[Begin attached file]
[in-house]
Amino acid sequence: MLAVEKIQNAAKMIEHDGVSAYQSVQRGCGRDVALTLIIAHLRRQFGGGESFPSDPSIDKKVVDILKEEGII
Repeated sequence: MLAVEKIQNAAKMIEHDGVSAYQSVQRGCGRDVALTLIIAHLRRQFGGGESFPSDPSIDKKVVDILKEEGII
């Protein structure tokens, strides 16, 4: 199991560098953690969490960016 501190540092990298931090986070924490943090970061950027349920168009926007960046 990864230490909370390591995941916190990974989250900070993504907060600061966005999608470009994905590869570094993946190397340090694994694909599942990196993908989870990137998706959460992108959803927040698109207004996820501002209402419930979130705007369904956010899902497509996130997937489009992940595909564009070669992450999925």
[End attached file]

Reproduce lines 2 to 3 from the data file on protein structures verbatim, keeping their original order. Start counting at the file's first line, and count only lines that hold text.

Amino acid sequence: MLAVEKIQNAAKMIEHDGVSAYQSVQRGCGRDVALTLIIAHLRRQFGGGESFPSDPSIDKKVVDILKEEGII
Repeated sequence: MLAVEKIQNAAKMIEHDGVSAYQSVQRGCGRDVALTLIIAHLRRQFGGGESFPSDPSIDKKVVDILKEEGII